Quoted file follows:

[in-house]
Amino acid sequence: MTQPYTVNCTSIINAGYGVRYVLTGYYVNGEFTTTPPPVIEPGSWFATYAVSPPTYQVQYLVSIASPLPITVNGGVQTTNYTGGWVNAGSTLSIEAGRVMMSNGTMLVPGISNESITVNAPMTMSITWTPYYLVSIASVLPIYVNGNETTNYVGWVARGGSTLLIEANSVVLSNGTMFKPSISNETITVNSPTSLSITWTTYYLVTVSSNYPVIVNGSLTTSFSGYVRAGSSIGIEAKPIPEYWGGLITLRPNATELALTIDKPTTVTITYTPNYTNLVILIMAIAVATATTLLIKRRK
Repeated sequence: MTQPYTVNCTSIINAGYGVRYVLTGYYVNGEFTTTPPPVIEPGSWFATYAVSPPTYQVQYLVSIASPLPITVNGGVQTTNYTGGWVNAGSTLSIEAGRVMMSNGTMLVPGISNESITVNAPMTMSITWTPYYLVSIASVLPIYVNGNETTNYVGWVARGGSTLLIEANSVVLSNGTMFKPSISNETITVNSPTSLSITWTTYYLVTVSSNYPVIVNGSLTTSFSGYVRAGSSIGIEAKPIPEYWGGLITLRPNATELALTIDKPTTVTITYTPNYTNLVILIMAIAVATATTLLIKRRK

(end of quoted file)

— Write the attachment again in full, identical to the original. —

[in-house]
Amino acid sequence: MTQPYTVNCTSIINAGYGVRYVLTGYYVNGEFTTTPPPVIEPGSWFATYAVSPPTYQVQYLVSIASPLPITVNGGVQTTNYTGGWVNAGSTLSIEAGRVMMSNGTMLVPGISNESITVNAPMTMSITWTPYYLVSIASVLPIYVNGNETTNYVGWVARGGSTLLIEANSVVLSNGTMFKPSISNETITVNSPTSLSITWTTYYLVTVSSNYPVIVNGSLTTSFSGYVRAGSSIGIEAKPIPEYWGGLITLRPNATELALTIDKPTTVTITYTPNYTNLVILIMAIAVATATTLLIKRRK
Repeated sequence: MTQPYTVNCTSIINAGYGVRYVLTGYYVNGEFTTTPPPVIEPGSWFATYAVSPPTYQVQYLVSIASPLPITVNGGVQTTNYTGGWVNAGSTLSIEAGRVMMSNGTMLVPGISNESITVNAPMTMSITWTPYYLVSIASVLPIYVNGNETTNYVGWVARGGSTLLIEANSVVLSNGTMFKPSISNETITVNSPTSLSITWTTYYLVTVSSNYPVIVNGSLTTSFSGYVRAGSSIGIEAKPIPEYWGGLITLRPNATELALTIDKPTTVTITYTPNYTNLVILIMAIAVATATTLLIKRRK